As I wrote, I read quite a few methods/formulas, among which Jeremy’s from Stir The Pots (he is a croissant genius, check him up), Björn’s from Der BrotDoc (another croissant genius), Karin’s from Brot & Bread (a super-dooper baker as well), Nuccio’s from Blog di Max (possibly the most talented Italian home baker I know), the often cited TxFarmer, Leader’s book.
What I came up is combining a sourdough starter and a biga as ferments, using milk instead of water in the dough, adding a few egg yolks, using a good percentage of sugar and a lot of folding in butter. I wanted the taste to be similar to my homeland cornetti which, I am pretty sure of, include eggs in the dough and are sweeter than their French equivalent. I really liked the dough. It was elastic and was easy to work with. I did have problems with the butter instead. Even if I left it in the fridge for 5 hours it was still too soft when I folded it it. Next time i may place it in the freezer for the last 1/2 hour of so. Also, I did not realize that my kitchen was too hot, especially toward the end of the layering, cause I was cooking dinner (three different ones for each member of the family – oh well) and baking bread for the week to come. Next time I will religiously CHILL THE ROOM, not only the dough and the butter. The butter one can find in Sweden is also quite watery, and I do hope I will find something better for next bake. So… the result is some darn good chocolate croissant. The layering would have been much more precise had the room/butter been colder/less watery, a lesson for next time. Cause there will be a next time, and another one, and another one and another… I want to share this recipe even if it is still a work in progress cause it is, I tell you, easy. Made these babies in one day, kneading in the morning, taking the girl to the shopping mall/playground in the afternoon, playing cooking, baking and still by 9 pm we had some warm and delicious pain au chocolate to enjoy with our family movie. And what a Sunday breakfast… if you still have doubts (do you?) my super picky eater devoured not one but three of these today. And the mother? Well, let’s leave you with the illusion that I am a skinny and all fit kitchen goddess…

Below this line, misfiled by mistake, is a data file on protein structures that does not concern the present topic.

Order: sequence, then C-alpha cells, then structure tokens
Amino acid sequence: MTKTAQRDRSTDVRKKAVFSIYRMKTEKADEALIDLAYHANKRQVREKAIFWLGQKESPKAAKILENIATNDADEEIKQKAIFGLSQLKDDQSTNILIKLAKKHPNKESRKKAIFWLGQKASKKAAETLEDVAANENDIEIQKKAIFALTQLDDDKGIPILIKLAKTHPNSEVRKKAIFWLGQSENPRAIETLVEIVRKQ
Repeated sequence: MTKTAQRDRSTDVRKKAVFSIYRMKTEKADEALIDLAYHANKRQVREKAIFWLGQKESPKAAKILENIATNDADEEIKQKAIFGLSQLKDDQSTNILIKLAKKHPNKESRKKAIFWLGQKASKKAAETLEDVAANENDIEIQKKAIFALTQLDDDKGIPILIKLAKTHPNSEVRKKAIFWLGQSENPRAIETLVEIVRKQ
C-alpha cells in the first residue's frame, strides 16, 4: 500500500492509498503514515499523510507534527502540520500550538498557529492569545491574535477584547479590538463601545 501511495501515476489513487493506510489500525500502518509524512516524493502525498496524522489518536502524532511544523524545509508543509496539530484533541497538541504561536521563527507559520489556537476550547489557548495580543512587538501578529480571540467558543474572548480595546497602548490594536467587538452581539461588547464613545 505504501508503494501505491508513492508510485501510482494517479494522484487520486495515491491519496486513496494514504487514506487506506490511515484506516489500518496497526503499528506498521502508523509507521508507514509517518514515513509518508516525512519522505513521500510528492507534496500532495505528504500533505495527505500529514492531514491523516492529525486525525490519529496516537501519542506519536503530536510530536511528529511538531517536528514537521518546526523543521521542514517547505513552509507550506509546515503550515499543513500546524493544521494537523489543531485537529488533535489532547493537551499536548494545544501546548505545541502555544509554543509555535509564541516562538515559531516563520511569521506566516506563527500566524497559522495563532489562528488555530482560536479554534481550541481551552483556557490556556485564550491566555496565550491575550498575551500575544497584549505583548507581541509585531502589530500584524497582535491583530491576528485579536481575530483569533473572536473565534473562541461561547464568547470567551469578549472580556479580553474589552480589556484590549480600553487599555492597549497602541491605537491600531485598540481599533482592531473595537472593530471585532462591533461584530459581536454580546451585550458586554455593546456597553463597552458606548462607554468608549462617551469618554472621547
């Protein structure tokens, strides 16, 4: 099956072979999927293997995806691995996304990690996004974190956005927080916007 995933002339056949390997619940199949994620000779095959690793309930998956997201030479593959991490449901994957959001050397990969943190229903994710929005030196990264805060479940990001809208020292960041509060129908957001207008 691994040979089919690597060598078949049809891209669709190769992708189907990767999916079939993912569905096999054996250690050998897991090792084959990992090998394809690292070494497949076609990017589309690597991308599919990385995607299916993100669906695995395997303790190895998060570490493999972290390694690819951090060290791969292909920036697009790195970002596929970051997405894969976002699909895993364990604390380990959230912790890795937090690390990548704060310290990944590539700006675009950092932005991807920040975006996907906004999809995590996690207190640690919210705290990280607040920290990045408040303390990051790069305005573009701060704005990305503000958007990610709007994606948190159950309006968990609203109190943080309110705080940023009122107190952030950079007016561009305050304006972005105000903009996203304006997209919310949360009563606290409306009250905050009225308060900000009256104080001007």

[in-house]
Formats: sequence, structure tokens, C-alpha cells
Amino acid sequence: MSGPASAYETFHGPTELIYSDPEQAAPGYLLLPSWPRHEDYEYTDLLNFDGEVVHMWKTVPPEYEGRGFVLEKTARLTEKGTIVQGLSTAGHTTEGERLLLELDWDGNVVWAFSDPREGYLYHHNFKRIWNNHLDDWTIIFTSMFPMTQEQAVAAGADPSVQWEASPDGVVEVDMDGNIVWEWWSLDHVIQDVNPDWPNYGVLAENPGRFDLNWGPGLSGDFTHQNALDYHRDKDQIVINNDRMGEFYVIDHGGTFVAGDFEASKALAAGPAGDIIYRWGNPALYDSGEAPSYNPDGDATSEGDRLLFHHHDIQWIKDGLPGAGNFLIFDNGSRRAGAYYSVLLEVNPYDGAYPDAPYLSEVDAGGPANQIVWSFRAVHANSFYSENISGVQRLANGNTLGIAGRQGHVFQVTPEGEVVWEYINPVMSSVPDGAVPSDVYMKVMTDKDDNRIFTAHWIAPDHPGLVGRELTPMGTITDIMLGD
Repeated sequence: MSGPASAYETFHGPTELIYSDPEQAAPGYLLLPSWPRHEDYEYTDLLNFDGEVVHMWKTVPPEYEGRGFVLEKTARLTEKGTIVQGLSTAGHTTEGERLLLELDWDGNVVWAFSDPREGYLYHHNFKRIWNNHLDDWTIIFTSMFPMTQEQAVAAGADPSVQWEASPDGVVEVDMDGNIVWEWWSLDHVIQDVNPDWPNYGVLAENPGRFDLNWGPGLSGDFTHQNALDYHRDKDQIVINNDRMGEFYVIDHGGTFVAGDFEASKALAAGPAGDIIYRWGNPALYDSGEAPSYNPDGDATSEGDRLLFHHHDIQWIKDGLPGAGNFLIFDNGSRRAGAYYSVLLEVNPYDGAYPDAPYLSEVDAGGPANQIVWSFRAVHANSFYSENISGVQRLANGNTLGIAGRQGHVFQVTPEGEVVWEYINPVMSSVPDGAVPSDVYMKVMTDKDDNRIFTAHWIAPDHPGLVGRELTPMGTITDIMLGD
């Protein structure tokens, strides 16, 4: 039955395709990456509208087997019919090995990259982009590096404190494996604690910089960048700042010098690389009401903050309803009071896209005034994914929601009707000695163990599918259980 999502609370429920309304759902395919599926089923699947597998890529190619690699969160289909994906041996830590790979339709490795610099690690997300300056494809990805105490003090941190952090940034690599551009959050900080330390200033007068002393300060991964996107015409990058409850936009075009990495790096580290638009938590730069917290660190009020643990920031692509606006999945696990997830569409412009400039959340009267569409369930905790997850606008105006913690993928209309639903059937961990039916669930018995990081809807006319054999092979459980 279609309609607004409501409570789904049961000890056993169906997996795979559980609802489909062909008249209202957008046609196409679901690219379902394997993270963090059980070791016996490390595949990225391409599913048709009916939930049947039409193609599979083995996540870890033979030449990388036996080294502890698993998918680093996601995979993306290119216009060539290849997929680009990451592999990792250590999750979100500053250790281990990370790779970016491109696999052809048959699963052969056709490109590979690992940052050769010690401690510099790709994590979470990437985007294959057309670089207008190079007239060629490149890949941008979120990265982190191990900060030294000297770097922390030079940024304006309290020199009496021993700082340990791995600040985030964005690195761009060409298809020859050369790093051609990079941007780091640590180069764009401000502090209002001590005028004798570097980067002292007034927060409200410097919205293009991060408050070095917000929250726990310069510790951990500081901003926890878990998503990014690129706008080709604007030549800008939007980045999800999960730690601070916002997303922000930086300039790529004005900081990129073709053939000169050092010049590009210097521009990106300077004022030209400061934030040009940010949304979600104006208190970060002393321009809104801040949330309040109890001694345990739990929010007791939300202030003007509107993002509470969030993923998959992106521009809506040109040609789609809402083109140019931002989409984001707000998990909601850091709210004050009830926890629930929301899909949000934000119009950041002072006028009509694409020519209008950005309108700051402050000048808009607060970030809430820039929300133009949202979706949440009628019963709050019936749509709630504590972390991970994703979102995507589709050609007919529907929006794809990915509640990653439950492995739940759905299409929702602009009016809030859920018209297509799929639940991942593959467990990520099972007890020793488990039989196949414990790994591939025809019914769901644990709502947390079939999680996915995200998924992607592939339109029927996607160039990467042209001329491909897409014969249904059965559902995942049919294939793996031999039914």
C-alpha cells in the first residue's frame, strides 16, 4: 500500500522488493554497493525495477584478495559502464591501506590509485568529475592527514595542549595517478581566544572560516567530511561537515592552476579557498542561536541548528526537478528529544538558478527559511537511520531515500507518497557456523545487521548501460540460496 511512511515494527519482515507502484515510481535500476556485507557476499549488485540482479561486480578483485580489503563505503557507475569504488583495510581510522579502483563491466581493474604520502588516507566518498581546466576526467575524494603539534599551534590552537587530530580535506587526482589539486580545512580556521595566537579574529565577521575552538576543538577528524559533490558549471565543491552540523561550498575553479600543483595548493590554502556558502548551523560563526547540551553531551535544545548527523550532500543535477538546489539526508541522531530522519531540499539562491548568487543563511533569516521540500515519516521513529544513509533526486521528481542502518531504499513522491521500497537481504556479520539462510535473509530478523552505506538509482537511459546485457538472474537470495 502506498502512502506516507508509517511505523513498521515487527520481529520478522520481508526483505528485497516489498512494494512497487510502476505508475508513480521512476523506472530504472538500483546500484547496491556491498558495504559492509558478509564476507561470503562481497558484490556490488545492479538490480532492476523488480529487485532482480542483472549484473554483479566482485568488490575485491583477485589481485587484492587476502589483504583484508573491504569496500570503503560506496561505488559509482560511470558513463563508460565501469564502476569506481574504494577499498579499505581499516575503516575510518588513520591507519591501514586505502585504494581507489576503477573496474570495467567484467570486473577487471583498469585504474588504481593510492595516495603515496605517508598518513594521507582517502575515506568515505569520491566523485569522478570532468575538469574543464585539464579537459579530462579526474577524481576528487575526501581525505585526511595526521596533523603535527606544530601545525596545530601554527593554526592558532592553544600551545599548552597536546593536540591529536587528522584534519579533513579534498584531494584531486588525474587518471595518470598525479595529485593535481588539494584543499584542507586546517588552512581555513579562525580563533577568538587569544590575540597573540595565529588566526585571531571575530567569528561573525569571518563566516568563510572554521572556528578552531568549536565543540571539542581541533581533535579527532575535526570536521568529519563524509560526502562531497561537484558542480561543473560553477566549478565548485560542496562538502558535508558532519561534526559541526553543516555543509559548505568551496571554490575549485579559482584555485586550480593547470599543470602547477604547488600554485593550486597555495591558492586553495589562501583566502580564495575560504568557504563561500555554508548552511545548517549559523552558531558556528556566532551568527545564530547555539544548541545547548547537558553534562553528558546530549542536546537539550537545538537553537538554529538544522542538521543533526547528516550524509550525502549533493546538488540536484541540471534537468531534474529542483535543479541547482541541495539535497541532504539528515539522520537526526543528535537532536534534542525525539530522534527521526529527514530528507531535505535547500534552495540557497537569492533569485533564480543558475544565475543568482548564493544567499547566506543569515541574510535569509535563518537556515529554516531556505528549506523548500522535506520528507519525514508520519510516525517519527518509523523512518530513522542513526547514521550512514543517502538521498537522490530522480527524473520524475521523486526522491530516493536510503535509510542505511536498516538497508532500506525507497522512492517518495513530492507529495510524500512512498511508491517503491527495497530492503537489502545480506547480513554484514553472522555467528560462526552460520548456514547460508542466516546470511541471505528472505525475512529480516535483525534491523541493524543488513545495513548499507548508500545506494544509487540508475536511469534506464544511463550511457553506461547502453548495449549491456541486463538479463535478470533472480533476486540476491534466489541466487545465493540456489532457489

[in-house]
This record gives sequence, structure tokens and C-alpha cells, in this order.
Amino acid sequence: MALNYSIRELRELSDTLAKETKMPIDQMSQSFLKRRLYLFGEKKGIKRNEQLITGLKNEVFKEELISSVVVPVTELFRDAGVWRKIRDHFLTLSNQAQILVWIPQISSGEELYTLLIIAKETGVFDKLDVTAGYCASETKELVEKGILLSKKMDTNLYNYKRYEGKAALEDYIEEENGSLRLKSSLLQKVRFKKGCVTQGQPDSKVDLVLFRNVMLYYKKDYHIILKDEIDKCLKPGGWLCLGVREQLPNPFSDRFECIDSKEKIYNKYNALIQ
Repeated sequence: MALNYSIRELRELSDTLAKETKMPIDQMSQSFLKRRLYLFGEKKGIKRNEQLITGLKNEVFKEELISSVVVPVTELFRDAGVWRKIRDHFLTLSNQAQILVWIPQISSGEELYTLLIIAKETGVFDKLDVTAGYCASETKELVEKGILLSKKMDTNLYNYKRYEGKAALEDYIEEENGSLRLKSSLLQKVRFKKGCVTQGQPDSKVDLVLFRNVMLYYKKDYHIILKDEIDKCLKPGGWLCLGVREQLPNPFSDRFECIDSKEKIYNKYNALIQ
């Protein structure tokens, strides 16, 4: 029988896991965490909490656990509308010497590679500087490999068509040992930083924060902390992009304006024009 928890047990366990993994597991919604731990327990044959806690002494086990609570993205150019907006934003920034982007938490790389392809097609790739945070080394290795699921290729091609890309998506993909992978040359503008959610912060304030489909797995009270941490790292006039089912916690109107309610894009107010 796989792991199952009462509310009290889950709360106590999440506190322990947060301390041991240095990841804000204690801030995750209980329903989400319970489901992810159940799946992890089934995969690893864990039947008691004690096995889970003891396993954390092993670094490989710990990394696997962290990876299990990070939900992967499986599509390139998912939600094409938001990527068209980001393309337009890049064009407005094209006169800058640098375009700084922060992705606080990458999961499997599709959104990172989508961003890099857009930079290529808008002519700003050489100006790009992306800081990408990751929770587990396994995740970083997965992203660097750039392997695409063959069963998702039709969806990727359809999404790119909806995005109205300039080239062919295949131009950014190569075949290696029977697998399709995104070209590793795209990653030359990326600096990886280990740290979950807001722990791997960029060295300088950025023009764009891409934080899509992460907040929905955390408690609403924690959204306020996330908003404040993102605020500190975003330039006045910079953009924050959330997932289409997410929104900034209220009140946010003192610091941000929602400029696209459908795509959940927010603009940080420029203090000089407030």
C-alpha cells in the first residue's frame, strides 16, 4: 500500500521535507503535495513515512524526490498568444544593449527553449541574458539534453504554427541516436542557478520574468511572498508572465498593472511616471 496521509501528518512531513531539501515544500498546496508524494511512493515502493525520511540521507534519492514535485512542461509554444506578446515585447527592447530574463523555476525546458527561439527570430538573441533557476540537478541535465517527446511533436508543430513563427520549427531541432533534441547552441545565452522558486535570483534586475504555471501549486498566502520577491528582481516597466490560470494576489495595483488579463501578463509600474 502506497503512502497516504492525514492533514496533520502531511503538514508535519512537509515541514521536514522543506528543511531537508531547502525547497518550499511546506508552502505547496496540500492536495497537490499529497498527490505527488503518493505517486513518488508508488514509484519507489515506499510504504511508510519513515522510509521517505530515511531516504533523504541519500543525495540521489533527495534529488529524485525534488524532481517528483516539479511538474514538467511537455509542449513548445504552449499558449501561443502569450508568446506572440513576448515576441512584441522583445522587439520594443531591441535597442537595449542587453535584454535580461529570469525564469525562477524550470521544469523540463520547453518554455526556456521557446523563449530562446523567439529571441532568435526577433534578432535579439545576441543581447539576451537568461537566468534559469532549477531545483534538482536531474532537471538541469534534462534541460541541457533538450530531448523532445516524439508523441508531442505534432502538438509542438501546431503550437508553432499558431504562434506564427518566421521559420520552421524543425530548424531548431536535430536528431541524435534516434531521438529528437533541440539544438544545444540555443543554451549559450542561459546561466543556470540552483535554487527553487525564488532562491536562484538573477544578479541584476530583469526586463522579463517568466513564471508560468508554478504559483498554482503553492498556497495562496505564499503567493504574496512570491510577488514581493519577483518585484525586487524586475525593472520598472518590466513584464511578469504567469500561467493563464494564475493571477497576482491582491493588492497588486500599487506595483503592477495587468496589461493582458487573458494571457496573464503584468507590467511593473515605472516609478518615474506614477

How to start talking about all these breads? Am I preparing for the opening of my Italian bakery in Stockholm? Well, unfortunately, not. Still no big project like this on the way. But I did have a lot of ripe starter and I decided to use it all. Actually I liked this solution so much that it is becoming my standard way of baking. Time costraints dictated by a life divided between a family and a job make us squeeze passions in between chores. So when I happen to have some bubbly starter ready to go, better to do the best out of it right away, because I don’t know if I will be able to bake again some time soon.